Three weeks ago, this column reported on warnings issued by the Biden administration about the dangers of spyware. Spyware is software that permits the user to hack a computer unseen, unheard and undetected. The manufacturer of the warned-about spyware is an Israeli company called NSO, and its product is called Pegasus.
Pegasus permits its users to type in anyone’s cell number and, without requiring a response from the operator of the mobile device, gain complete access to the full contents of that device. Even though doing this in America or to an American is a federal crime — commonly called computer hacking — the Israelis have used it as part of their intelligence services for about six years.
They have also sold it to about a dozen foreign government entities who have used it for law enforcement, spying and harassing political opposition and journalists.
One of the government entities that purchased Pegasus is the FBI.
When the Biden administration warned against being victimized by Pegasus, it did not tell the American public that the government owns this spyware. We now know — thanks to dogged reporting by Ronen Bergman and Mark Mazzetti of The New York Times — that the FBI experimented with Pegasus from a warehouse in New Jersey for about two years before abandoning it.
For two years, Phantom — the American version of Pegasus — was used on two tracks. It was employed experimentally by the FBI and debated theoretically by lawyers at the Department of Justice and the White House during the presidencies of Donald Trump and Joseph R. Biden. The Biden administration must have known of the coming Times expose, hence its recent odd warning.
Pegasus and Phantom have a sordid history, nearly all of which involves former Israeli Prime Minister Benjamin Netanyahu. Suffice it to say that the Israeli government acquired new international friends by permitting NSO to sell Pegasus to foreign governments that had never been aligned diplomatically with Israel.
Suffice it also to say that Netanyahu and his government looked the other way when the purchasers of this software — including the Israeli government itself — used it to spy on political opponents and journalists.
While foreign governments were having a field day with this, lawyers in the Trump and the Biden administrations were debating privately whether the use of Phantom violated federal computer hacking laws and violated the Fourth Amendment.
The government defends its $5 million purchase by arguing that its use lets it avoid needing the permission of Big Tech in order to spy on Americans. The government told the Times reporters that it needs to know about spy tools so it can “combat crime and … protect both the American people and our civil liberties.”
This is an absurd defense for the acquisition of tools that on their face present no lawful purpose. It is also absurd to think that the government even remotely cares about civil liberties. The history of human freedom is the history of government assaulting civil liberties.
There is no lawful purpose to this spyware because the Fourth Amendment requires a search warrant for all surveillance, and it requires that the warrant specifically describe the place to be searched and the person or thing to be seized. Because Phantom does not focus on narrow data, but gives its users full access to the contents of one’s mobile device, it is a per se violation of the Fourth Amendment.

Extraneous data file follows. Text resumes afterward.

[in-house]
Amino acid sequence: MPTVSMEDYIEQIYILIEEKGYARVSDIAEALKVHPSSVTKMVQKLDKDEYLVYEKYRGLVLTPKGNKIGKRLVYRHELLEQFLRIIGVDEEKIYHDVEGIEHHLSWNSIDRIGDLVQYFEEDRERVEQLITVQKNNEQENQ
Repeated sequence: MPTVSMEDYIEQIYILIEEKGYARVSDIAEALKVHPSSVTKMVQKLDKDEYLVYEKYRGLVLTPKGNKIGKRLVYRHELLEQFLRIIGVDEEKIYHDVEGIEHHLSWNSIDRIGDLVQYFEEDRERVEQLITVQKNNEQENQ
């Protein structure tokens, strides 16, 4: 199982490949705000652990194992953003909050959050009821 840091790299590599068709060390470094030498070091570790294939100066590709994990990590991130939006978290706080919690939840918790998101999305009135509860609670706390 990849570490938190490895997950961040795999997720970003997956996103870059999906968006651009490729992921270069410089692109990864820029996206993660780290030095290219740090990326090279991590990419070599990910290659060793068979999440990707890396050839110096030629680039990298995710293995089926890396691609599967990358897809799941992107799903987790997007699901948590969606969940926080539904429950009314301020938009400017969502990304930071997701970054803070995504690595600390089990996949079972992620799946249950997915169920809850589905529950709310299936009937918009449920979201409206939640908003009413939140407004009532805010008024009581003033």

Notwithstanding the facial unconstitutionality of this software, government lawyers took two years to advise the FBI to stop using it. We know from the Times’ reporters that the FBI conducted experiments and tests before the DOJ told it to cease doing so, but we do not know on whom the tests and experiments were conducted.
The reason the feds gave for telling the FBI to cease using Phantom is the need to balance civil liberties with public safety. It was apparently the consensus of DOJ and White House lawyers that balance favored civil liberties.
Whenever a government official or politician suggests the need to balance civil liberties against public safety, get ready for a red herring, and note that he is either a deceiver or a fool. There is no such thing as a balance between liberty and safety. The relationship between the two is not balance; it is bias — a bias for liberty.
Because our rights come from our humanity, and our humanity is a gift from God, our rights are natural to us. For those who do not recognize the existence of a Supreme Being, you know that humans are the most intelligent beings on earth, and we can reason and act freely upon our reasoning. Those human characteristics — reason and freedom — come from within us.
Hence, whether divinely given or humanly crafted, freedom comes from within us, and not from the government. Because it is natural to us — like our hair and feet and faces — it is not subject to the whims of our neighbors or the caprice of government.
Thus, since freedom is the default position, we can see the natural bias in favor of it. Government is the opposite. It is, as Ludwig von Mises famously said, the negation of freedom.
This is not theoretical hairsplitting. It goes to the core of the relationship of all persons to the state, whether the issue is masks on the face, chemicals in the veins, travel in times of fear, or work in times of tumult, the government must recognize that our freedoms are natural and its incursions upon them are no more than the arbitrary use of force to gain political favor or power.
All government domestic spying is a violation of personal freedom; and that conclusion should not have taken lawyers two years and $5 million to reach. Then again, those lawyers work for the government.
Reprinted with the author’s permission.